HARARE (Reuters) - Zimbabwe’s main opposition leader, Morgan Tsvangirai, is critically ill in a South African hospital and his supporters should “brace for the worst”, a party source with knowledge of his condition said on Tuesday.
Without its founder at the helm, Tsvangirai’s Movement for Democratic Change (MDC) is likely to face immediate instability and could even split, handing a gift to new President Emmerson Mnangagwa in an election expected in the next six months.
Mnangagwa came to power in November after a de facto military coup against 93-year-old Robert Mugabe, the former guerrilla leader who had run Zimbabwe since independence from Britain in 1980.
Tsvangirai, 65, has been in and out of hospital since disclosing in June 2016 that he had colon cancer. He returned to Johannesburg in neighbouring South Africa for his latest round of treatment in early January.
“From the medical report that I received yesterday the situation is not looking good. He is critically ill and we should brace for the worst,” the source in Tsvangirai’s MDC said.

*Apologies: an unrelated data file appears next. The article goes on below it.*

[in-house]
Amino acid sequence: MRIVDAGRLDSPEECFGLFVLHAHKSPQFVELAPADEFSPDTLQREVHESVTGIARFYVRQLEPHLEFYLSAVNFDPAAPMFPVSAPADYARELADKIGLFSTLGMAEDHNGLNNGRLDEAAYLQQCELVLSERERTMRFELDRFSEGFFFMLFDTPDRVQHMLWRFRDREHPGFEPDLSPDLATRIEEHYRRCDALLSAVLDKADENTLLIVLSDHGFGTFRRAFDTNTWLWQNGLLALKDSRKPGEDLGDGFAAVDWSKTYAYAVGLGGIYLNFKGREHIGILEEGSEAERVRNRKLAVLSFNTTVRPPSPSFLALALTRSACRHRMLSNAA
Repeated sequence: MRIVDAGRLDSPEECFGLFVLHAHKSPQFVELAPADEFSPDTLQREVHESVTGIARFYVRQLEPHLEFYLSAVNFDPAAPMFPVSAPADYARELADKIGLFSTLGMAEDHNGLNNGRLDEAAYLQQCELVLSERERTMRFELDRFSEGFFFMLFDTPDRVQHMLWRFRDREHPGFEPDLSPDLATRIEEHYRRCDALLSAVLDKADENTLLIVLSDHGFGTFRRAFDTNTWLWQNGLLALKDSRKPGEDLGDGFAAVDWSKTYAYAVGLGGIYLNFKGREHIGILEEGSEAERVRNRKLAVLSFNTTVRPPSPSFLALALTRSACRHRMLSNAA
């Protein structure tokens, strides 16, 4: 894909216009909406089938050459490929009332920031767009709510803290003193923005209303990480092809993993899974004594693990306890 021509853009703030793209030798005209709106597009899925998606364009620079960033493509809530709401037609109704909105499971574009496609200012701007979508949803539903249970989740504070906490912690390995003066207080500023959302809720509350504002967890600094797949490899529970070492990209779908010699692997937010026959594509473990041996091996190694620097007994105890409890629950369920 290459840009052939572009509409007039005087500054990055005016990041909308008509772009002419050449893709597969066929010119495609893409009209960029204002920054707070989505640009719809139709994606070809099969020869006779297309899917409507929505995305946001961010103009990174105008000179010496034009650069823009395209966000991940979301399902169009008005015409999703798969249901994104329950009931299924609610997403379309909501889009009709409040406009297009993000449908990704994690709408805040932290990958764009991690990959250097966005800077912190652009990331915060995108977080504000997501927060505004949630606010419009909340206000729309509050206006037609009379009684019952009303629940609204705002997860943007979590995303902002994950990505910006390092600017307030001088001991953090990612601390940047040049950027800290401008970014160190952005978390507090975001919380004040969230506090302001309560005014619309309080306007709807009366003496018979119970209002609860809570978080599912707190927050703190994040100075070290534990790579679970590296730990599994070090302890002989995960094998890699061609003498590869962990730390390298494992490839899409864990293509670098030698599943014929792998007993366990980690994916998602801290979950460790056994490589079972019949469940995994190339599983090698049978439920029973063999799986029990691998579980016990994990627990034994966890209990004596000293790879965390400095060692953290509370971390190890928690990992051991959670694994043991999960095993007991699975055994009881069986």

Tsvangirai’s Twitter feed contested the report, saying the former union leader who emerged two decades ago as Mugabe’s principal political challenger was “shocked” to read of his deteriorating condition.
“Of course I have cancer and not feeling too well but I am stable and the process is under control. I have been frequently on Twitter of late, I am recovering,” the feed said.
Tsvangirai spokesman Luke Tamborinyoka said the MDC leader was “stable but the nation should keep on praying”.
Tsvangirai’s illness has exposed deep rifts in the MDC, with his subordinates jockeying publicly to succeed him. Last month, Tsvangirai said it was time for the older generation to step back and make way for “new hands”.
Reporting by MacDonald Dzirutwe; Editing by Ed Cropley and Catherine Evans